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Castle Crashers (Xbox 360) artwork

Castle Crashers (Xbox 360) review


"Flash games have become a kind of champion of lost productivity. Whether using them to milk the clock at work or to avoid that pesky learning thing in school, a massive time sink is perpetually just a click away. Utterly simplistic, these games are generally about the little things. It's not too often that you find anything unique, the real joy is instead in each game's individual quirks. "



Flash games have become a kind of champion of lost productivity. Whether using them to milk the clock at work or to avoid that pesky learning thing in school, a massive time sink is perpetually just a click away. Utterly simplistic, these games are generally about the little things. It's not too often that you find anything unique, the real joy is instead in each game's individual quirks.

Castle Crashers is basically the culmination of the art of flash games. It's deeper than most, sure, but only slightly. Luckily, it's not its depth that causes Castle Crashers to transcend its ilk. It's What it has done is take everything built up over years of bejeweled clones and simple beatemups and shooters, polish it to a dazzling shine, and then package it in a form good enough to actually feel worthy next to its console brethren.

It still looks like a flash game, though a very classy one. Everything in the world looks like it was scribbled by hand in photoshop, because it was, and it has an extremely exaggerated and cartoony style as a result. The four main knights all have these massive cylindrical helmets that are actually completely filled with massive cylindrical heads. If you flipped them upside-down, they'd never be able to get up. If only the evil wizard had thought of that.

All that cartoony simplicity is deceptive, however. There's a lot going on. Masses of characters, both friend and foe, are ever present. The small player force faces stiff odds, constantly assaulted by clouds of enemies. Everything from angry barbarians, to aliens, to ninja pirates on a Japanese longboat attack from all sides like swarms of angry bees. There's even a swarm of angry bees at one point, led by an armored beekeeper. Respite is rather unusual.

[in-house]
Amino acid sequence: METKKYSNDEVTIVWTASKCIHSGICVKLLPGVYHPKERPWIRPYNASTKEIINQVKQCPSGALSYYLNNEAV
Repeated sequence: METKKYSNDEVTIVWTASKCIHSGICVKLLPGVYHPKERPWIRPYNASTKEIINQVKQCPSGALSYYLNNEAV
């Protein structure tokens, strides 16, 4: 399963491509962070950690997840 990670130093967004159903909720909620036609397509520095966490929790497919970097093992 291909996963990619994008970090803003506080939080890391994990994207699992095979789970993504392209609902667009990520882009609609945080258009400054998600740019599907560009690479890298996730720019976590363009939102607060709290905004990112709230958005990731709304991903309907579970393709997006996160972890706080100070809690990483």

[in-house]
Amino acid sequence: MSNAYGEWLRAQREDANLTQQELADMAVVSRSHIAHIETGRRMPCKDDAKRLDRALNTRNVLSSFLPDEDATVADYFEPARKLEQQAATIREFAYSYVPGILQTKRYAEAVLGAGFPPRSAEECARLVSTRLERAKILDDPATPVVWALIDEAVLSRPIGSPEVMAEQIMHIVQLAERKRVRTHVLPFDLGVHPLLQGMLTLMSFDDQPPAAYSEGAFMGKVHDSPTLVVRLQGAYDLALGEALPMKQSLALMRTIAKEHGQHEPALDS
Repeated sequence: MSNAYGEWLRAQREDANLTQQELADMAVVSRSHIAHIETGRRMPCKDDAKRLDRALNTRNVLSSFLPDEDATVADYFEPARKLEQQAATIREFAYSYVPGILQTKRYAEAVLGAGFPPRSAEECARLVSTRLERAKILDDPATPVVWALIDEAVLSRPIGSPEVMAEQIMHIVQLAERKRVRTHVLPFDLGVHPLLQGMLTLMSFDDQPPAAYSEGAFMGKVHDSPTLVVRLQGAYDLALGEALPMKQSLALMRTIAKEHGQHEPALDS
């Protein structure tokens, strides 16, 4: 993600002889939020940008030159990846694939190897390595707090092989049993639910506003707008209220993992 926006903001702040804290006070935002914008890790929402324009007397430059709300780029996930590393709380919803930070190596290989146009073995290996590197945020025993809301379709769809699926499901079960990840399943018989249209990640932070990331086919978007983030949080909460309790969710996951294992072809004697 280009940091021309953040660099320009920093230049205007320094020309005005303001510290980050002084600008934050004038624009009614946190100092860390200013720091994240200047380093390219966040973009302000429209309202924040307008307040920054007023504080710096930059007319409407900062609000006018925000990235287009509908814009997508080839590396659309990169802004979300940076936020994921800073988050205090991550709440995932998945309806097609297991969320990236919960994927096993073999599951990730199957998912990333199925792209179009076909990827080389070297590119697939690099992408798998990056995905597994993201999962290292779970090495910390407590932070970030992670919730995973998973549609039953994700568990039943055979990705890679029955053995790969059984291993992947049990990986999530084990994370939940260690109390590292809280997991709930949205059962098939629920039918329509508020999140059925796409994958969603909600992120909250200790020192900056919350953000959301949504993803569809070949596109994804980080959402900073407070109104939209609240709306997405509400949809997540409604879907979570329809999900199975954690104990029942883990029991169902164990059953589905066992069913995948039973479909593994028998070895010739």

But even beyond the foreground chaos, there's life everywhere. The game is a treat to see in motion, and the emphasis in that statement is very much on motion. In the background, water moves, leaves rustle, animals frolic in the forest, entire wars are fought in the distance, masses of generic troops being destroyed by a giant robot battering ram, paintings in the background telling the tragic tale of the friendship between a guy you just killed and a massive robot golem who's out for your blood. Everywhere you can look is something worth seeing, animated by hand and wonderful for it. Just be careful not to gawk too long, lest you get killed by the snowball artillery of some enraged eskimos.

Pretty much everything in Castle Crashers hates you. Even the other players only stick by your side so long as there aren't any princesses nearby. Once you rescue a princess, you must battle for her affection, with the winner getting a hot kiss. What all those baddies have in common is that they need a good thrashing, and conveniently enough they're all between you and the wizard who ransacked your castle. If there's one thing knights of the realm hate, it's being interrupted while partying. So when a wizard steals the castle's treasure, you set out with your conveniently colored pals to save the day. And the princesses.

It still plays like a flash game, but a very deep one. Each knight has their own unique elemental powers, but they all play similarly. The only significant difference being the effects their moves have. Lightning stuns enemies, holding them in place while they're electrocuted, while poison slowly eats enemies from the inside. While the core gameplay is the same for all the characters, your tactics will differ depending on what character you choose.

It's about as much of a button masher as you want it to be. You can flail away and have some success, but the real mastery comes from all the combos. Using your special jumps and magical attacks will result in much more damage than half hearted flailing away at the buttons. It also allows you to control the swarm of enemies to some extent. A huge mob becomes much easier to handle when half of them are frozen in ice or reeling from an explosion.

Castle Crashers isn't quite a flash game. It's something better. It's not a game you reach for simply because it's more appealing than your other daily doldrums. It's a game you instead reach for because you know that while it's on, you'll be having a good time, plain and simple. The laughs you get are very delicious icing.

Rating: 9/10

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Community review by dragoon_of_infinity (November 15, 2008)

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